Marginalia An. 1554. February.In þe meane while Sir Peter Carew hearing of that was done, fled into Fraunce, but the other were takē: and Wiat came towardes London in the beginning of February. The Queene hearing of Wiates comming, Marginalia Q. Mary commeth into the Guild hall. Marginalia February. 1.came into the Citie to the Guild Hall, where she made a vehement Oration against Wiate: the contentes, at least the effecte wherof here followeth, as neare as out of her own mouth could be penned.[Back to Top]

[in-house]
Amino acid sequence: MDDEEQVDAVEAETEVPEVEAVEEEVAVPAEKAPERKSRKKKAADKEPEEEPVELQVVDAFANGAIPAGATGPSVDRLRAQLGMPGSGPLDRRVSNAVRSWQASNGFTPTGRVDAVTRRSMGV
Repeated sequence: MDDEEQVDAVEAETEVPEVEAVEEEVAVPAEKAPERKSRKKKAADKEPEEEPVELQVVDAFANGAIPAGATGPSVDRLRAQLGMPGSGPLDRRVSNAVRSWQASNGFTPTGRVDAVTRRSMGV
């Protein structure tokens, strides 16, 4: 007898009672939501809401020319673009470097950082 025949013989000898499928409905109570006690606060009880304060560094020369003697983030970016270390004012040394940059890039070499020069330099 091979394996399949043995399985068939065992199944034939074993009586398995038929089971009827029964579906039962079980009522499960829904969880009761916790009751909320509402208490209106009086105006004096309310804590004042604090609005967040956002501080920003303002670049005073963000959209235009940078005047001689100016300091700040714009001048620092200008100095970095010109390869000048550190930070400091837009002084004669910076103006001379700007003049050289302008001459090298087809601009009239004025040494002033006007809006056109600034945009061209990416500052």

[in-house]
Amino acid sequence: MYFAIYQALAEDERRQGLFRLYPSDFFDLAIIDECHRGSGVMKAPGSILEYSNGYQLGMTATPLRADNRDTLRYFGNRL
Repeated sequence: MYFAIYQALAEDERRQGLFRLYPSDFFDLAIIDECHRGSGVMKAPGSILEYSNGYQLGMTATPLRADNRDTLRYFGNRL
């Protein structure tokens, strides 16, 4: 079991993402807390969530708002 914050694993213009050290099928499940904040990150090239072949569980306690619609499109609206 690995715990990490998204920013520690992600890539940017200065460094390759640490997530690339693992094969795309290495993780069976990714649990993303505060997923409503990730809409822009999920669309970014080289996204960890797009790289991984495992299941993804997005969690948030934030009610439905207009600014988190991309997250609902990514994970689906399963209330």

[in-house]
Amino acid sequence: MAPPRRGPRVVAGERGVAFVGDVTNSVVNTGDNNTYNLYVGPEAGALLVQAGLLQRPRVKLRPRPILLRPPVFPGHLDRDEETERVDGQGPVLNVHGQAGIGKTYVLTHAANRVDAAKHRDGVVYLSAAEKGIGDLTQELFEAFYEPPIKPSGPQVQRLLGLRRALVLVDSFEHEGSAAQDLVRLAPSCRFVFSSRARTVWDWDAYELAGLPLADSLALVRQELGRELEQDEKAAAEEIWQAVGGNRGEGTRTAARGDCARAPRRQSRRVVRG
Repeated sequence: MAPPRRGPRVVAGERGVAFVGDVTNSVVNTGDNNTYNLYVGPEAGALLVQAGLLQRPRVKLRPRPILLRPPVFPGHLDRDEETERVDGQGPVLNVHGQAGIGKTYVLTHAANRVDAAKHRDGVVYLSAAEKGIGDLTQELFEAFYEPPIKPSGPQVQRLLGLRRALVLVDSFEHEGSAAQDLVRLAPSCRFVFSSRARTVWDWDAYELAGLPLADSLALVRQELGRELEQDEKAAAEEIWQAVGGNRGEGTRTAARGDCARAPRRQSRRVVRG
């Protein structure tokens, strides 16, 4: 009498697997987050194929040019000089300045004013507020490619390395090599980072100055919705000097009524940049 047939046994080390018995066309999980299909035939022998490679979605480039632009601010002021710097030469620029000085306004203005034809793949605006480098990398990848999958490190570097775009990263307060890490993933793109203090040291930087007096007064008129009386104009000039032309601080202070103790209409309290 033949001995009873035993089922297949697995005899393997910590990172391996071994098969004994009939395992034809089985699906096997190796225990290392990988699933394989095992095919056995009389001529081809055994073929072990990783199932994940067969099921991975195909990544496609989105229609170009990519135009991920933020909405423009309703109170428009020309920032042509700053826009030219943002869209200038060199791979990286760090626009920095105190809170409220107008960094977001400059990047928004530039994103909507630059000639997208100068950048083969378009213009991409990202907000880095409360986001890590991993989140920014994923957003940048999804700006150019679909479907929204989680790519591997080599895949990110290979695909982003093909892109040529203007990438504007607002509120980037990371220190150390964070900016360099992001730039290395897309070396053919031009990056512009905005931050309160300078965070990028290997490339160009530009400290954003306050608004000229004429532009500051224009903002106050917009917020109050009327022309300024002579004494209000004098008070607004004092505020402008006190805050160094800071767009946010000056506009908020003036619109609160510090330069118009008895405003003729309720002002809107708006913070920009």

The version of Mary's speech in the London Guildhall on 1 February 1554, which is printed in the 1563 edition (see textual transposition 23), is different from the version printed in subsequent editions. The substance is generally similar but the version in the later editions is much smoother. The 1563 version appears to have been based on a spectator's notes; Foxe may have worked this up into a more polished version or he may have obtained a better version. (It is more likely to be the latter, and this is partially confirmed by Foxe's adding of anecdotes in the 1570 edition, together with his account of the speech, describing what happened when the speech was given [see textual variant 17]). In any case, the initial appearance of this oration in the concluding pages of the 1563 edition suggests that Foxe obtained this version of the speech only as the Actes and Monuments was going to press. Earlier, in the 1563 edition, Foxe was able only to summarise the speech (see textual variant 16).[Back to Top]